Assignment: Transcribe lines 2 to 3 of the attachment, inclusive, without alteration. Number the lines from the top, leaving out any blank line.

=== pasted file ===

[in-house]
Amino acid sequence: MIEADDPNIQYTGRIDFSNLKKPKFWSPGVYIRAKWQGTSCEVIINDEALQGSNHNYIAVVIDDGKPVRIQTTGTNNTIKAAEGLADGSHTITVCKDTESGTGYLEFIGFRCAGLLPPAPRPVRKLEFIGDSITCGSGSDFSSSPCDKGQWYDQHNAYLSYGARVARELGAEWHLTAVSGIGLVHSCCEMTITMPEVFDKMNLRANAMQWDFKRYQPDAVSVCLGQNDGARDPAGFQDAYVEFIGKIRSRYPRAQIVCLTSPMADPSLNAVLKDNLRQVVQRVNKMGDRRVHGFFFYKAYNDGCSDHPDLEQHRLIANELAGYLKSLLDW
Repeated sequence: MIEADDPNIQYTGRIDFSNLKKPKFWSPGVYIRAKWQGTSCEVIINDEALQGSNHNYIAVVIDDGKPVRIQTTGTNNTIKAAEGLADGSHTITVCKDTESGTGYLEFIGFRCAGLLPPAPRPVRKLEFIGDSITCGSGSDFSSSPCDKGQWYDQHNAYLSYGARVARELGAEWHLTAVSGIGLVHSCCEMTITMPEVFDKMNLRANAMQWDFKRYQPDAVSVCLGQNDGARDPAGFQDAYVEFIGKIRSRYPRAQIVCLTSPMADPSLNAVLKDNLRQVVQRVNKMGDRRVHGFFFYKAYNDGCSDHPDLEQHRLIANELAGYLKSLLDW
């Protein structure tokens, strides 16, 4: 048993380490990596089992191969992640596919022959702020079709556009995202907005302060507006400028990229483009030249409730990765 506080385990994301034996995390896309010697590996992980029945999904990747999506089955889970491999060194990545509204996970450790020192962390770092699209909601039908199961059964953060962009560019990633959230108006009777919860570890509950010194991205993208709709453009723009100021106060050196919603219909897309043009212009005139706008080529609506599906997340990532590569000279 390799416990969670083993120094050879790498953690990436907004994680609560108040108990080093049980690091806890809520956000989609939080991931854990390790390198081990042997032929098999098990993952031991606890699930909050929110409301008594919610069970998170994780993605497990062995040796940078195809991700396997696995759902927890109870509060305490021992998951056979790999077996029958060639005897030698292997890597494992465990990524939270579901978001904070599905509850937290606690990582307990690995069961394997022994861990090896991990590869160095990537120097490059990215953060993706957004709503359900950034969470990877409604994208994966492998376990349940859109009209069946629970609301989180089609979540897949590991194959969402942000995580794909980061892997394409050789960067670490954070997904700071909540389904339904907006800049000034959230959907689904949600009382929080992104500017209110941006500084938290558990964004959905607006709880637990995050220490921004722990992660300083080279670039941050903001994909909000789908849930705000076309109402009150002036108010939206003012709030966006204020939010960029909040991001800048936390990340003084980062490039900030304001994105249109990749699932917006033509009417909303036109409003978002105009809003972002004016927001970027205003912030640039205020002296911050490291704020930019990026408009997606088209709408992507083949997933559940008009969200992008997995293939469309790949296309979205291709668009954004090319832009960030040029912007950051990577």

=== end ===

Amino acid sequence: MIEADDPNIQYTGRIDFSNLKKPKFWSPGVYIRAKWQGTSCEVIINDEALQGSNHNYIAVVIDDGKPVRIQTTGTNNTIKAAEGLADGSHTITVCKDTESGTGYLEFIGFRCAGLLPPAPRPVRKLEFIGDSITCGSGSDFSSSPCDKGQWYDQHNAYLSYGARVARELGAEWHLTAVSGIGLVHSCCEMTITMPEVFDKMNLRANAMQWDFKRYQPDAVSVCLGQNDGARDPAGFQDAYVEFIGKIRSRYPRAQIVCLTSPMADPSLNAVLKDNLRQVVQRVNKMGDRRVHGFFFYKAYNDGCSDHPDLEQHRLIANELAGYLKSLLDW
Repeated sequence: MIEADDPNIQYTGRIDFSNLKKPKFWSPGVYIRAKWQGTSCEVIINDEALQGSNHNYIAVVIDDGKPVRIQTTGTNNTIKAAEGLADGSHTITVCKDTESGTGYLEFIGFRCAGLLPPAPRPVRKLEFIGDSITCGSGSDFSSSPCDKGQWYDQHNAYLSYGARVARELGAEWHLTAVSGIGLVHSCCEMTITMPEVFDKMNLRANAMQWDFKRYQPDAVSVCLGQNDGARDPAGFQDAYVEFIGKIRSRYPRAQIVCLTSPMADPSLNAVLKDNLRQVVQRVNKMGDRRVHGFFFYKAYNDGCSDHPDLEQHRLIANELAGYLKSLLDW